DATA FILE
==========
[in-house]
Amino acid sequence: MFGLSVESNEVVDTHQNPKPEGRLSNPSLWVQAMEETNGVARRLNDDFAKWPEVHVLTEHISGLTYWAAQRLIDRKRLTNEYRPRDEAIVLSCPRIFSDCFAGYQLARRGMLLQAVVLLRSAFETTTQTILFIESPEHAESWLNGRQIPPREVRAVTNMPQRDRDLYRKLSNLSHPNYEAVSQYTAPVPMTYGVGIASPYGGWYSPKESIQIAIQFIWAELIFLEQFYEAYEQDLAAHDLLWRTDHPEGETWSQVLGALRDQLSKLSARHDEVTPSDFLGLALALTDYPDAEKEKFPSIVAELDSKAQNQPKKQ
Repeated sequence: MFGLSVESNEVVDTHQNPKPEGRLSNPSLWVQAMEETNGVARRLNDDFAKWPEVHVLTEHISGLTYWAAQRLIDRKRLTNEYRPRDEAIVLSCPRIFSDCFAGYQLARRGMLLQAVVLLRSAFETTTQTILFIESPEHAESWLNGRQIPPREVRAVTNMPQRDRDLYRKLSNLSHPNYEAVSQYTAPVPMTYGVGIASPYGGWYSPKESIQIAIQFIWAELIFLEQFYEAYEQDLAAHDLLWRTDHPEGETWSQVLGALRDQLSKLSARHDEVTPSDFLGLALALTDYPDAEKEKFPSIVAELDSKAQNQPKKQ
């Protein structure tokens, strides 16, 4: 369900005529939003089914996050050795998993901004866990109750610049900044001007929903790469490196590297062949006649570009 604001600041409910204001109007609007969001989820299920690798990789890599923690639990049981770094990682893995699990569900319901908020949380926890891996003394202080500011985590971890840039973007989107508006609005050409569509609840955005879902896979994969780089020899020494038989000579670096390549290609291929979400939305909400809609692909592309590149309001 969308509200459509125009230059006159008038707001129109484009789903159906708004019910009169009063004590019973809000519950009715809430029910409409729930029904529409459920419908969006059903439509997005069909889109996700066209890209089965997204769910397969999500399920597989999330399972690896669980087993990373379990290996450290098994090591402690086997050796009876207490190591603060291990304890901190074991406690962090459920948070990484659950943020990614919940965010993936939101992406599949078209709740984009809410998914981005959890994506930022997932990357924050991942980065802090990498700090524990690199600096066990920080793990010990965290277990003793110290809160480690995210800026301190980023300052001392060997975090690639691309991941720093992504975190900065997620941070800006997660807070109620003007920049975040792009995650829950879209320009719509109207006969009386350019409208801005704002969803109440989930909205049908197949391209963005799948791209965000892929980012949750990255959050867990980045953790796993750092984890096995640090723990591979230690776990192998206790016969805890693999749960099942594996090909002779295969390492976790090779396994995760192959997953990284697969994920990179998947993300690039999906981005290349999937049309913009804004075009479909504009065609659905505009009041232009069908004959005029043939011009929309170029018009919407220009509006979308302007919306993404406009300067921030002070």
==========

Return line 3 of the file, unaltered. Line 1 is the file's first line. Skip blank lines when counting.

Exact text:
Repeated sequence: MFGLSVESNEVVDTHQNPKPEGRLSNPSLWVQAMEETNGVARRLNDDFAKWPEVHVLTEHISGLTYWAAQRLIDRKRLTNEYRPRDEAIVLSCPRIFSDCFAGYQLARRGMLLQAVVLLRSAFETTTQTILFIESPEHAESWLNGRQIPPREVRAVTNMPQRDRDLYRKLSNLSHPNYEAVSQYTAPVPMTYGVGIASPYGGWYSPKESIQIAIQFIWAELIFLEQFYEAYEQDLAAHDLLWRTDHPEGETWSQVLGALRDQLSKLSARHDEVTPSDFLGLALALTDYPDAEKEKFPSIVAELDSKAQNQPKKQ